Aaron Rojero took a slow drink of Mezcal – the Casamigo Exclusivo label, known for an earthy agave flavor accented with subtle notes of oregano and orange zest. 

He finished it off, set the glass on the bar, and nodded his head in pleasant affirmation.

“This place knows their drinks,” the 29-year-old home remodeler said. “It makes me proud to be from Central.”

It was approaching dusk in the El Paso Wing Factory, a bar and wing joint that is one of the newest hot spots in the increasingly popular Five Points Entertainment District. A banda song played on the jukebox and the lively brass and percussion beats gave a Saturday night edge to the Sunday evening.

Rojero and the varied clientele seated throughout the venue are exactly what is right about the Five Points scene, said bar manager Melina Mendoza.

“We get such a range of people, college kids, working class, professionals. It’s an interesting mix,” she said.

The El Paso Wing Factory is owned by Rico Velez, an experienced restaurant man with an eclectic background. At 50, he is an Army veteran with four combat tours in Iraq, Afghanistan, Saudi Arabia and Somalia, and has worked in the restaurant trenches, entering as a dishwasher at a Chinese restaurant at 13 and prep cook at 16. He has spent most of his adult years managing corporate restaurant operations. 

Born in Brooklyn, Velez spent his formative years in Puerto Rico, his mom’s native country. At 17, he joined the U.S. Army and spent 10 years traveling the world, eyes always open to expanding his food experiences.

“I have always had a passion for food and for restaurants,” he said. “I liked the satisfaction that people have coming into a restaurant to eat. I enjoyed setting high standards in restaurants, for cleanliness, food rotation, high quality.”

Stationed at Fort Bliss in 1990, he left the Army 10 years later and decided to live in El Paso, wading into the frenetic industry of concert promotions for radio station Power 102. He then opened a night club, Club  Fusion on Montana, and managed an Applebees, then a Cheddar’s, then a Fiesta and Oasis Lanes, even a Cabo Joe’s. 

“I also did some boxing promotions,” he said, promoting a series of shows for El Paso fighter Jennifer Han, the International Boxing Federation female world champion.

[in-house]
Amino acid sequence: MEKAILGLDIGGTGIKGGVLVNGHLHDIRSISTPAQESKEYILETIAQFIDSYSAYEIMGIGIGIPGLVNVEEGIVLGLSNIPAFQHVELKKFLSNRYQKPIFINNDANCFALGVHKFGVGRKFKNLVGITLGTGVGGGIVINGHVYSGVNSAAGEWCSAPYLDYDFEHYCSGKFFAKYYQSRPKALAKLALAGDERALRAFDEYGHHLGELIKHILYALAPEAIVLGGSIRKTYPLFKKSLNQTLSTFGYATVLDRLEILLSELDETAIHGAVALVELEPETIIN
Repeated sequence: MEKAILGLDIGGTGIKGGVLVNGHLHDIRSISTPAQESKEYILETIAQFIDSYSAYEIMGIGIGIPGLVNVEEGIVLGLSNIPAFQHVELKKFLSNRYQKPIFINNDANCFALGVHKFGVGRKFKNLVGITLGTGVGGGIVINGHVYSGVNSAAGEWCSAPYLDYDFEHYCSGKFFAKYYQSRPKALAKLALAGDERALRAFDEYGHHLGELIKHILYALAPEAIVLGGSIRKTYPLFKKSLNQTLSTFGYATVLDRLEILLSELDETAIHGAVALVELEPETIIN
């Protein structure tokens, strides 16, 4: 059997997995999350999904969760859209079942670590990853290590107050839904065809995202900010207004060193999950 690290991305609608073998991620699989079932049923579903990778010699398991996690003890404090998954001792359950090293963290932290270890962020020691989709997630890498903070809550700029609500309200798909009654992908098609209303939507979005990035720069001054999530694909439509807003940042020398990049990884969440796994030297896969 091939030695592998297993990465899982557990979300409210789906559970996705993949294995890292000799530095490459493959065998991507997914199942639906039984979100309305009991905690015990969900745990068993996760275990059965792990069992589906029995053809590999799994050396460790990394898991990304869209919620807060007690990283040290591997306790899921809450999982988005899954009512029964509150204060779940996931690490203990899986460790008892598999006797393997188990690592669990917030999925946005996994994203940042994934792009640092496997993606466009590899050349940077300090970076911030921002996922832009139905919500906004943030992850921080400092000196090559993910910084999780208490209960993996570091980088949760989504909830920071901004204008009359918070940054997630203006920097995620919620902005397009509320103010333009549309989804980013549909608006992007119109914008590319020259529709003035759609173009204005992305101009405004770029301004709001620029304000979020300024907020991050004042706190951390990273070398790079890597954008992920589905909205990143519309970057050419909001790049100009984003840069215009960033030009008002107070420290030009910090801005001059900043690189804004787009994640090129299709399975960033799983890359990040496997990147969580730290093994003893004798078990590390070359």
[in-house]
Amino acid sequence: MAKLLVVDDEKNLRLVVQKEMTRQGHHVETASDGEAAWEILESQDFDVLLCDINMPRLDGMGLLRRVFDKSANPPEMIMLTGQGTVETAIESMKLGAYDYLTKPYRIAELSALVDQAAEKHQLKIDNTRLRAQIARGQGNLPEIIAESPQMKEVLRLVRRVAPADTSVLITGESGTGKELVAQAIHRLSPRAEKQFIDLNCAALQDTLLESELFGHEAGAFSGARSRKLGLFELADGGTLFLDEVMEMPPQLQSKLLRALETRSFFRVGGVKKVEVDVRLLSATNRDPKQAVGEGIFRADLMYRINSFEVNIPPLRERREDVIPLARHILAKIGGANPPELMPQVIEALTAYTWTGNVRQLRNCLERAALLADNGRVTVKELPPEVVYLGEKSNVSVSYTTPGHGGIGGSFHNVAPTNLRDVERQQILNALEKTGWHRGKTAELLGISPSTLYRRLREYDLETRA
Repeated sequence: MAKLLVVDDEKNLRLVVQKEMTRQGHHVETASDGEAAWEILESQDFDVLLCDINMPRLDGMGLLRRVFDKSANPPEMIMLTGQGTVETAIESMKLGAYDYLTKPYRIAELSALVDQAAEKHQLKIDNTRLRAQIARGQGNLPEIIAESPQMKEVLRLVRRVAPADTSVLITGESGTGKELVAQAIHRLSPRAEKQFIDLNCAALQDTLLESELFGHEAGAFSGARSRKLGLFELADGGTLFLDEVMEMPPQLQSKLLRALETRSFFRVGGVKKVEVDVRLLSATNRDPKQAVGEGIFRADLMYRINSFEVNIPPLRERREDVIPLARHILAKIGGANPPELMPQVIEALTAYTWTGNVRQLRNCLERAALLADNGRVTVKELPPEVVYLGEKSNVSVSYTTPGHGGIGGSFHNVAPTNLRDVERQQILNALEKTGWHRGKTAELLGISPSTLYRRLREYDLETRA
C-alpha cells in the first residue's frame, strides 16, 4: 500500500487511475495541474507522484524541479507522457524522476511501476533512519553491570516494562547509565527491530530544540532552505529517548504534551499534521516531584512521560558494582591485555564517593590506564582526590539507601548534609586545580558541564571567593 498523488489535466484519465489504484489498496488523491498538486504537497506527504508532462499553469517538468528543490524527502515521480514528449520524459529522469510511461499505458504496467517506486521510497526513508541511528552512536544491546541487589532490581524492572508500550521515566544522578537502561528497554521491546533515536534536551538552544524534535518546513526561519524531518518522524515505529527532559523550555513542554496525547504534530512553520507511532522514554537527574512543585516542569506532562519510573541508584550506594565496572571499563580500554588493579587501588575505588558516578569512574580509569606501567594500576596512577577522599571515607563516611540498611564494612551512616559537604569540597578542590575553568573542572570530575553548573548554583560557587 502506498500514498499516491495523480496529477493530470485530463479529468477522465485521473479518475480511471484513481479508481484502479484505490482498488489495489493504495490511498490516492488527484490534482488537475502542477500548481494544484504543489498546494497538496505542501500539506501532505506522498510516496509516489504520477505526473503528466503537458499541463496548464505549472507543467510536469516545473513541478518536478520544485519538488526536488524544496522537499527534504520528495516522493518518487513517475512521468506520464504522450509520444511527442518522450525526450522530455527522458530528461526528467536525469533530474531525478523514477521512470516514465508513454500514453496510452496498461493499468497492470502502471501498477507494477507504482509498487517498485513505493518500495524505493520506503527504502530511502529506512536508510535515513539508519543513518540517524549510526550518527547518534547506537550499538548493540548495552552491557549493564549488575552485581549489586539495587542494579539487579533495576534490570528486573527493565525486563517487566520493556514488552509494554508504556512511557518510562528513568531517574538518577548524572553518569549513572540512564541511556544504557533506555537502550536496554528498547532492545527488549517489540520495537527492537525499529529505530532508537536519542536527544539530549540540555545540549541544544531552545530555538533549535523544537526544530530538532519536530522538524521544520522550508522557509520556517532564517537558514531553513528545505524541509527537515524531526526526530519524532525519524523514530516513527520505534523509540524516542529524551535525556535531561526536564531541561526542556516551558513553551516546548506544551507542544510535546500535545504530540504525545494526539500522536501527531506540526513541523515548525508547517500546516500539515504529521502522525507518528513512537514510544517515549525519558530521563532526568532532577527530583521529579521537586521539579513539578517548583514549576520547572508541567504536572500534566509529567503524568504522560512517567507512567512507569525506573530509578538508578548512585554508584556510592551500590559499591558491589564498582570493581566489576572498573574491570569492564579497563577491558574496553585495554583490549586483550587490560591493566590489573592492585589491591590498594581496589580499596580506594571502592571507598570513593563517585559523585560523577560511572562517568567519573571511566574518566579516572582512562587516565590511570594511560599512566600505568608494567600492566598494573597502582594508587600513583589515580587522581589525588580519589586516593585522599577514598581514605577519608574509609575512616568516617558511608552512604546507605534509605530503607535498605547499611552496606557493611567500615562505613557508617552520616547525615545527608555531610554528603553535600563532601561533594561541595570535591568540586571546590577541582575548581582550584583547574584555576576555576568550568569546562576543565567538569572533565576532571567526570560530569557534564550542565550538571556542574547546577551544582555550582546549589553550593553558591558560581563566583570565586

The heart of Five Points

But he had his mind on getting back into the food and drink industry and was always eyeing the batch of buildings in the Five Points area.

In 2015, his chance came. A small 1,000-square-foot building became available at 812 N. Piedras, and Dewey’s Corner Pub found its home in the heart of Five Points. 

“Dewey’s is the average corner pub,” he said. “It’s a small bar, but we really built up some good entertainment, and we do it in a fashion where it is all in very good taste.”

With Dewey’s enjoying success, Velez had the chance to pursue what he said was his personal dream: Serving up that holy grail of bar food – wings. 

He ponied up his money, snatched an open spot across the street, 801 N. Piedras, and opened up the El Paso Wing Factory.

“Our concept is a great tasting wing backed up by some amazing sauces, which are not common,” he said.

His business partner Christine Aguilar agrees that the flavors of the wings is what makes their restaurant unique.

“One of the best examples is our Street Taco Wing,” she said. “It has the street taco garnish -– pineapple, pico de gallo, guacamole --– and nobody else in the city has that. It’s been a big hit.”

Velez said he joined the Five Points area to help it grow, adding to it his newest restaurant, Fowl Mouths, a clamatos and grilled chicken restaurant at 800 N. Piedras.

“It’s not just about memorizing somebody’s name, it’s about sharing their story,” he said. “Everybody has a story to tell, and they tell it for a reason. They tell it because they want you to remember them.”